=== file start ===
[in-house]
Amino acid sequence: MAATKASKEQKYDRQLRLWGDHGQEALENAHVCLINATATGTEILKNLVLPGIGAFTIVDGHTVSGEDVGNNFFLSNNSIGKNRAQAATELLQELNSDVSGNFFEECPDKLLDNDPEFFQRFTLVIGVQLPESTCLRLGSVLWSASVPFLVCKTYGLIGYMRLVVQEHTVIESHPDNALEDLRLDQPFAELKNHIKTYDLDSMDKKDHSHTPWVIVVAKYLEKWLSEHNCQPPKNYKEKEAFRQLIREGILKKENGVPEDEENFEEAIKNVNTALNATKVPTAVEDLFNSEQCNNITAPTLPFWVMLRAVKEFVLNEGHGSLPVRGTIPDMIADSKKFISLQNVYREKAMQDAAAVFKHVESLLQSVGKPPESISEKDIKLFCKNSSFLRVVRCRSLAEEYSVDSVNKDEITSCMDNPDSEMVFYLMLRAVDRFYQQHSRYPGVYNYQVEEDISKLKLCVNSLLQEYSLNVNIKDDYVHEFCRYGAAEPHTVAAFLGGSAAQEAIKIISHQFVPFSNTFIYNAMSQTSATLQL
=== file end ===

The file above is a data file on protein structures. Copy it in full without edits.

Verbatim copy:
[in-house]
Amino acid sequence: MAATKASKEQKYDRQLRLWGDHGQEALENAHVCLINATATGTEILKNLVLPGIGAFTIVDGHTVSGEDVGNNFFLSNNSIGKNRAQAATELLQELNSDVSGNFFEECPDKLLDNDPEFFQRFTLVIGVQLPESTCLRLGSVLWSASVPFLVCKTYGLIGYMRLVVQEHTVIESHPDNALEDLRLDQPFAELKNHIKTYDLDSMDKKDHSHTPWVIVVAKYLEKWLSEHNCQPPKNYKEKEAFRQLIREGILKKENGVPEDEENFEEAIKNVNTALNATKVPTAVEDLFNSEQCNNITAPTLPFWVMLRAVKEFVLNEGHGSLPVRGTIPDMIADSKKFISLQNVYREKAMQDAAAVFKHVESLLQSVGKPPESISEKDIKLFCKNSSFLRVVRCRSLAEEYSVDSVNKDEITSCMDNPDSEMVFYLMLRAVDRFYQQHSRYPGVYNYQVEEDISKLKLCVNSLLQEYSLNVNIKDDYVHEFCRYGAAEPHTVAAFLGGSAAQEAIKIISHQFVPFSNTFIYNAMSQTSATLQL